Planned obsolescence

Moving house is a pain in the ass, but it can also be a rush. Basically, you shlep your entire life to a new abode and in the process assess that life in concentrated form. Inevitably, you are forced to pick and choose what you want to keep from it and what you want to discard. Some things you get rid of simply because you want to get rid of them, and some things you get rid of simply because you have to.

Yesterday we threw away two perfectly good heaters because we can’t use them in our new apartment. We also can’t sell tor even give them away, and it’s hard to shake the feeling that it was somehow planned to be this way. The heaters are made and sold by Tokyo Gas. Unlike standard gas heaters, which directly convert “city gas” piped into your home into heat, these draw hot water from your boiler (or, to use the redundant Americanism “hot water heater”). In that way they function in much the same way that baseboard heating does, except for one very significant difference. Baseboard heating is built into a house or apartment, and is generally designed in such a way that it doesn’t get in the way. These water heaters, on the other hand, are stand-alone boxes that do get in the way since they connect to wall outlets via thick hoses. Ideally, Tokyo Gas wants you to buy one for every room in your apartment, and priced at between ¥28,000 and ¥45,000, they can add up to quite an investment. Read More

Go West

Potential buyers inspect land for sale in Fujino, western Tokyo

Two weeks ago we were at the UR office in Yaesu helping some friends get around the application process and asked the employee about availability. Though there was no ulterior motive behind the question, the woman volunteered that a lot of residents in UR high-rises in the waterfront area were moving out after the earthquake. We were slightly taken aback: Only a semi-public organization like UR would admit to potential renters that people were anxious to leave their properties.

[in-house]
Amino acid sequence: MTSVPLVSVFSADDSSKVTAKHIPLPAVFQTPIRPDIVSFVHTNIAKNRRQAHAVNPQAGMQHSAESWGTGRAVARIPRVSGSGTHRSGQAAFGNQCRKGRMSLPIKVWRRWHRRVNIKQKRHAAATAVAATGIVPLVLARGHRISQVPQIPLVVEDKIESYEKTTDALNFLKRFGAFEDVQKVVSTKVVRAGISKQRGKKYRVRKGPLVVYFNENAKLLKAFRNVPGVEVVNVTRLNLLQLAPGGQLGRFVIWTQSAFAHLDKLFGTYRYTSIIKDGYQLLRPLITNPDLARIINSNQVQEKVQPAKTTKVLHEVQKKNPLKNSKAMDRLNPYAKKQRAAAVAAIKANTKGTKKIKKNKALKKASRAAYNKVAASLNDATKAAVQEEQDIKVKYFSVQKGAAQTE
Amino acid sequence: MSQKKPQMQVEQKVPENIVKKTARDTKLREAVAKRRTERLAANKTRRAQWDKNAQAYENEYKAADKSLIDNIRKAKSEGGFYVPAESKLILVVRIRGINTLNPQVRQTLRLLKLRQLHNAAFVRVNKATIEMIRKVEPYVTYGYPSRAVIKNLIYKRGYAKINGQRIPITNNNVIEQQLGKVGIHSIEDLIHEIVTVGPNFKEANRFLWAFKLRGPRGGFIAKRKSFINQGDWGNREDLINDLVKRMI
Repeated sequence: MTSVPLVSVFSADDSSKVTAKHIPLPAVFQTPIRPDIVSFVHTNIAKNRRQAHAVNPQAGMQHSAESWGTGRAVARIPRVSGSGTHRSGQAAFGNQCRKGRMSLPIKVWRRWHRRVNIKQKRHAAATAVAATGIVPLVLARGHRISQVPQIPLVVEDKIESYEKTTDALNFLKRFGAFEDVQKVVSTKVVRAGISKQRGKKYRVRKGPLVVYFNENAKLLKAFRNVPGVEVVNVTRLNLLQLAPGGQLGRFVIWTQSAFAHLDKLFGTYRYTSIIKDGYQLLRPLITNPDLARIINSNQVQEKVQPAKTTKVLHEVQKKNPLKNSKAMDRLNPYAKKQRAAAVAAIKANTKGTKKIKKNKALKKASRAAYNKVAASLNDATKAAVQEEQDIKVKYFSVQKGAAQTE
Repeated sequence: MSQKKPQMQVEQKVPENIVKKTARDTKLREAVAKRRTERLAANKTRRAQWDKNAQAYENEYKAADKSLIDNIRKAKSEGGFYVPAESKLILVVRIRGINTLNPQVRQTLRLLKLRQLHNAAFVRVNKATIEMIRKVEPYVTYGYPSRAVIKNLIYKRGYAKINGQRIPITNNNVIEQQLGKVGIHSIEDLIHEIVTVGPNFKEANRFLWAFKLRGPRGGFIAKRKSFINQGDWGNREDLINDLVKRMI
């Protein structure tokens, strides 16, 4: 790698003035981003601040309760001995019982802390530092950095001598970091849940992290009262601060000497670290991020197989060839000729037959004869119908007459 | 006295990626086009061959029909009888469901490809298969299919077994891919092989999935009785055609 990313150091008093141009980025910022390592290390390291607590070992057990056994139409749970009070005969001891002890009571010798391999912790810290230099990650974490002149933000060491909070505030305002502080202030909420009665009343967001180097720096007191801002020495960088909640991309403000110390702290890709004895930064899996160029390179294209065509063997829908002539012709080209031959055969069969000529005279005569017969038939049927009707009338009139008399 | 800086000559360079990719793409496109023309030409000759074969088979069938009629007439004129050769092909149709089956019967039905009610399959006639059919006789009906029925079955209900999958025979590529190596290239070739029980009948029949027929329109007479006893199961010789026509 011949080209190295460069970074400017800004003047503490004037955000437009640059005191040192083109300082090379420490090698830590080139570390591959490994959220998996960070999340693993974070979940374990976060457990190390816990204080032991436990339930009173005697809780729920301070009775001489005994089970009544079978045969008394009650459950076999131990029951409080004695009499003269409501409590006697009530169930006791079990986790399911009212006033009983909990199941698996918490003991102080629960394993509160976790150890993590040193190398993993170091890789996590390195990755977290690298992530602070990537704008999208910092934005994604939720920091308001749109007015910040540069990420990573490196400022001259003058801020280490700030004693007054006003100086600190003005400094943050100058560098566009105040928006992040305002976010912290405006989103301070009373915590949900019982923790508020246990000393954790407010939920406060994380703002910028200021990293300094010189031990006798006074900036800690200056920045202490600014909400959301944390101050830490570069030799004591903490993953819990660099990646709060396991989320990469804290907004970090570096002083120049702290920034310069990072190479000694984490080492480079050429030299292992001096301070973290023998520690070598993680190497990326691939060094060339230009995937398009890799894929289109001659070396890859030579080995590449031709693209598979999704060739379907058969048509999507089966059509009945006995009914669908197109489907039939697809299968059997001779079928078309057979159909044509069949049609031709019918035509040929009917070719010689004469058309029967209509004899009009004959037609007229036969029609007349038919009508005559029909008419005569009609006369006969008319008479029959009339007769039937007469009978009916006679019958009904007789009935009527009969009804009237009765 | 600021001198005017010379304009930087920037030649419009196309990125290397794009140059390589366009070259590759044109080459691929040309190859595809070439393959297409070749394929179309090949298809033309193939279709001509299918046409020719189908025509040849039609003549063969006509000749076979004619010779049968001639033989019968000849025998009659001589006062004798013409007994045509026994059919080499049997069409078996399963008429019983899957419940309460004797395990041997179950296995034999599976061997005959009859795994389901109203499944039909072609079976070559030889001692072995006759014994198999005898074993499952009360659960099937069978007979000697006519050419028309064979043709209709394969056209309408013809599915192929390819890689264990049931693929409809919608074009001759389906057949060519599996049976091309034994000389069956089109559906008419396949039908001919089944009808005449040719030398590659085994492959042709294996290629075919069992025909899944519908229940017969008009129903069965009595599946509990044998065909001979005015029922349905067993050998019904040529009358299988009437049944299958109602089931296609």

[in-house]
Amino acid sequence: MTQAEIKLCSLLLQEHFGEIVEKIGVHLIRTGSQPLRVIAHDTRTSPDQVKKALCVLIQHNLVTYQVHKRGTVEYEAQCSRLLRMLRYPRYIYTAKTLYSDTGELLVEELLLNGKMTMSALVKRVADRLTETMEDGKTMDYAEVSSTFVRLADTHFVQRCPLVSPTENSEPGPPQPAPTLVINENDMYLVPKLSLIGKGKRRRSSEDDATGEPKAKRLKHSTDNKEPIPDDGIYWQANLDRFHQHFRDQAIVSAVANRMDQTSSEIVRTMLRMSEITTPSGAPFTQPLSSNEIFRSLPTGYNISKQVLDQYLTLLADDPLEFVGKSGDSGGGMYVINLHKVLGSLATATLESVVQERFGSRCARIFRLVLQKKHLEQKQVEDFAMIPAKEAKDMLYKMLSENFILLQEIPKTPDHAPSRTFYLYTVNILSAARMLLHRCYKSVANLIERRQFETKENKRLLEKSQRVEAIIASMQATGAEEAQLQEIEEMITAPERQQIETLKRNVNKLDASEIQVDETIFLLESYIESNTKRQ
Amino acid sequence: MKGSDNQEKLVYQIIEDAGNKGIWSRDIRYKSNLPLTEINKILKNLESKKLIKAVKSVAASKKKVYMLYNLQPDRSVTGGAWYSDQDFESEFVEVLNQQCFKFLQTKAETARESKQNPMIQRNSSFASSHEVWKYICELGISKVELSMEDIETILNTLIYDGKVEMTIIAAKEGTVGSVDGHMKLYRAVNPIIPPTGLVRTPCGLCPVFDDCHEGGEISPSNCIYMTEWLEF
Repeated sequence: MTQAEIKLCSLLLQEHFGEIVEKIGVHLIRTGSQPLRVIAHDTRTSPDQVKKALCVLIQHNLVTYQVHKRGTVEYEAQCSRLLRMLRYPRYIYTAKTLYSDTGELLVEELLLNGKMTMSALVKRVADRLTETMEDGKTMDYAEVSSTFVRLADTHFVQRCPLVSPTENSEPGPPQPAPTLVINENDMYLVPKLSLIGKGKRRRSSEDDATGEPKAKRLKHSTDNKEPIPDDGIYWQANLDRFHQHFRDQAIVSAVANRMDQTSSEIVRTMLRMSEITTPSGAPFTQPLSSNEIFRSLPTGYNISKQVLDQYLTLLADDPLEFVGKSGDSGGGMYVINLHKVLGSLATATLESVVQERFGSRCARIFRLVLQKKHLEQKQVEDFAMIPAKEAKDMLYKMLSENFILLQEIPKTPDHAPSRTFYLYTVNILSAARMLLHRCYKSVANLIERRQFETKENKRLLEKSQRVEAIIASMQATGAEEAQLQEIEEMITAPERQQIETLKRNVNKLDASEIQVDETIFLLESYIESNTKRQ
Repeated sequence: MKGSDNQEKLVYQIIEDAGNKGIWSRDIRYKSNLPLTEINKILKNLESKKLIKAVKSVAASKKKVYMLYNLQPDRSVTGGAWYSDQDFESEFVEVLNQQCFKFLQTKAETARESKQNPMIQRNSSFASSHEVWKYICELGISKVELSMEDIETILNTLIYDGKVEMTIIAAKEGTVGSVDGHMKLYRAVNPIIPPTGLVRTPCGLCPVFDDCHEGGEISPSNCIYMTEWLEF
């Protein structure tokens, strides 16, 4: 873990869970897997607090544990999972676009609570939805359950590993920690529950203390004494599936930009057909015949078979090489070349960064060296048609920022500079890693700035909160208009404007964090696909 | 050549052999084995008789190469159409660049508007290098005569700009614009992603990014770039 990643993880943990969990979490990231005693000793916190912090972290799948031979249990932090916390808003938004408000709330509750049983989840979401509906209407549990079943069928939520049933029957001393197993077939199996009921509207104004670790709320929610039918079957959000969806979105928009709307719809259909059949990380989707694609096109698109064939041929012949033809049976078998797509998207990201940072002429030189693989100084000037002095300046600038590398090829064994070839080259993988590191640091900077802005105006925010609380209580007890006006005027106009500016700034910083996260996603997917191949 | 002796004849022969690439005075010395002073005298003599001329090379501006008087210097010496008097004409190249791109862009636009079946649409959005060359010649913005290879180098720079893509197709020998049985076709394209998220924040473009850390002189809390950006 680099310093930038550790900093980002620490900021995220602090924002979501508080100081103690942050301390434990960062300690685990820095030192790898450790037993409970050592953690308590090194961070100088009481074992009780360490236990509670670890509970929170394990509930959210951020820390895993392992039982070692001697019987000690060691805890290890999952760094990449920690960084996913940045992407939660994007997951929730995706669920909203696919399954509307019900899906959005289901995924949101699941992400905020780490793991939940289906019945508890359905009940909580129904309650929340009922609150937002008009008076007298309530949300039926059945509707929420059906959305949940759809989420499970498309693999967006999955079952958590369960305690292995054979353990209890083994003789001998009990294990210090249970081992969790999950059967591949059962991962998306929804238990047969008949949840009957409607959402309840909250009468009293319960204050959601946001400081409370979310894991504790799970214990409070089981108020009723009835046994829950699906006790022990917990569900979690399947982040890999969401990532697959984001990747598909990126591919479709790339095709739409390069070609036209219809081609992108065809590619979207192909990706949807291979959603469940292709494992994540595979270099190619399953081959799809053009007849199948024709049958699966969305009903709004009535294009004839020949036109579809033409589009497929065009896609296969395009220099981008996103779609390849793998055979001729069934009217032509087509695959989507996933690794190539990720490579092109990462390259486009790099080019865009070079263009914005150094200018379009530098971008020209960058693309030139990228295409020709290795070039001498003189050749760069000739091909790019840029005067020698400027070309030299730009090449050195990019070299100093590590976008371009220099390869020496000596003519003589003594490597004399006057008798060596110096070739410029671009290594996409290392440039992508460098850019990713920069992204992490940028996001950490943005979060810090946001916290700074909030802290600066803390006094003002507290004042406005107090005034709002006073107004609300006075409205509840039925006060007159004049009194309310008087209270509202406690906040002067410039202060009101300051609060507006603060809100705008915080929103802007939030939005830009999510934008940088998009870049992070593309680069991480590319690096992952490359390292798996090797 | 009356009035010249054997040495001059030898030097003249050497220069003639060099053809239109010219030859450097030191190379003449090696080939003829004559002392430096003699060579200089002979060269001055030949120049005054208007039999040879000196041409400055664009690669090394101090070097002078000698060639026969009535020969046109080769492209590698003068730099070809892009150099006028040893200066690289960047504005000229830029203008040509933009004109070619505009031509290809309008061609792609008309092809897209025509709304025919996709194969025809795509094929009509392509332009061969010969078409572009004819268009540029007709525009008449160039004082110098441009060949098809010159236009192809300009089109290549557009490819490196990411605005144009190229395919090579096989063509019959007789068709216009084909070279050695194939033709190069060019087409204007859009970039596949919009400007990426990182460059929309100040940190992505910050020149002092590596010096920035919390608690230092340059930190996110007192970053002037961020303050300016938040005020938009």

Upon further investigation, we found that the story is a bit more complicated, at least when it comes to buying and selling property. According to various news reports, there has been a notable increase in interest in the Musashino daichi, or plateau, which covers parts of Western Tokyo and Western Saitama Prefecture. This is considered stable land, meaning no risk of liquefaction. The waterfront, of course, is all built on landfill, but there are many other areas located inland that suffered soggy ground after the Mar. 11 earthquake, such as Abiko in Chiba and Kuki in Eastern Saitama, communities that were built on ground that used to be swampland, rice paddies, or even ponds. Usually, you can determine the kind of land an area once was by consulting an old map. If the old name contains words that indicated water, like numa (marsh), then you might want to make sure your foundation is built on piles. In fact, a lot of developers change the names of such places so that people think they were built on solid rock (almost any subdivision with the word oka–hill–is a dead giveaway). Read More

Cheap fix

Here is a housing-related article we wrote for our sister blog at the Japan Times about a recent government study about reserve funds for condo repairs. It relates to a lot of the themes we have covered in this blog.